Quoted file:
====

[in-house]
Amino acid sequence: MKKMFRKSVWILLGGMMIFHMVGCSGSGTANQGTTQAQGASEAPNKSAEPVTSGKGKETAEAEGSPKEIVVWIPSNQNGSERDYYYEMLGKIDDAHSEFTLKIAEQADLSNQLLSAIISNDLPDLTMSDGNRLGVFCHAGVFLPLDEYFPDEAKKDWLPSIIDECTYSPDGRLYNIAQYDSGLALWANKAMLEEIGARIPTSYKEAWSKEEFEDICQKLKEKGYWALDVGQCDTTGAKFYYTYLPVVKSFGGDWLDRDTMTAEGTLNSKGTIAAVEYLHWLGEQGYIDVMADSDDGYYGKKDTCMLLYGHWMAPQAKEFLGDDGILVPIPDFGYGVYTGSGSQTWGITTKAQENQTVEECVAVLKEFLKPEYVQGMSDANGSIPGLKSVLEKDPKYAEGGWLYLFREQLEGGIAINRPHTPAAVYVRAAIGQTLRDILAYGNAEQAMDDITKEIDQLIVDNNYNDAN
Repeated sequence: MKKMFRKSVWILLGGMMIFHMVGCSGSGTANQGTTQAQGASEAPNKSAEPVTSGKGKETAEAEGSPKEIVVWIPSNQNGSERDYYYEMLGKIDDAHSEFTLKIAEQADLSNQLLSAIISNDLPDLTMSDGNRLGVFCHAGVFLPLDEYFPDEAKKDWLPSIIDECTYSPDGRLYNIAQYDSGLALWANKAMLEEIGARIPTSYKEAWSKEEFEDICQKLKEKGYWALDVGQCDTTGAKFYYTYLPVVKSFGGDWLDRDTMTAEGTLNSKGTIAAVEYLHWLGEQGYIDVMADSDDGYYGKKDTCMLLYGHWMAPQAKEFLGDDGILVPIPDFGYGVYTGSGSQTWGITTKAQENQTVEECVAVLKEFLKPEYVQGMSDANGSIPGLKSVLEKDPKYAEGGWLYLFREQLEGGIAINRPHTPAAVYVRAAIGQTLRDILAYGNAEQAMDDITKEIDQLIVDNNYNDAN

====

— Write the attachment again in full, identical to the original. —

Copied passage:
[in-house]
Amino acid sequence: MKKMFRKSVWILLGGMMIFHMVGCSGSGTANQGTTQAQGASEAPNKSAEPVTSGKGKETAEAEGSPKEIVVWIPSNQNGSERDYYYEMLGKIDDAHSEFTLKIAEQADLSNQLLSAIISNDLPDLTMSDGNRLGVFCHAGVFLPLDEYFPDEAKKDWLPSIIDECTYSPDGRLYNIAQYDSGLALWANKAMLEEIGARIPTSYKEAWSKEEFEDICQKLKEKGYWALDVGQCDTTGAKFYYTYLPVVKSFGGDWLDRDTMTAEGTLNSKGTIAAVEYLHWLGEQGYIDVMADSDDGYYGKKDTCMLLYGHWMAPQAKEFLGDDGILVPIPDFGYGVYTGSGSQTWGITTKAQENQTVEECVAVLKEFLKPEYVQGMSDANGSIPGLKSVLEKDPKYAEGGWLYLFREQLEGGIAINRPHTPAAVYVRAAIGQTLRDILAYGNAEQAMDDITKEIDQLIVDNNYNDAN
Repeated sequence: MKKMFRKSVWILLGGMMIFHMVGCSGSGTANQGTTQAQGASEAPNKSAEPVTSGKGKETAEAEGSPKEIVVWIPSNQNGSERDYYYEMLGKIDDAHSEFTLKIAEQADLSNQLLSAIISNDLPDLTMSDGNRLGVFCHAGVFLPLDEYFPDEAKKDWLPSIIDECTYSPDGRLYNIAQYDSGLALWANKAMLEEIGARIPTSYKEAWSKEEFEDICQKLKEKGYWALDVGQCDTTGAKFYYTYLPVVKSFGGDWLDRDTMTAEGTLNSKGTIAAVEYLHWLGEQGYIDVMADSDDGYYGKKDTCMLLYGHWMAPQAKEFLGDDGILVPIPDFGYGVYTGSGSQTWGITTKAQENQTVEECVAVLKEFLKPEYVQGMSDANGSIPGLKSVLEKDPKYAEGGWLYLFREQLEGGIAINRPHTPAAVYVRAAIGQTLRDILAYGNAEQAMDDITKEIDQLIVDNNYNDAN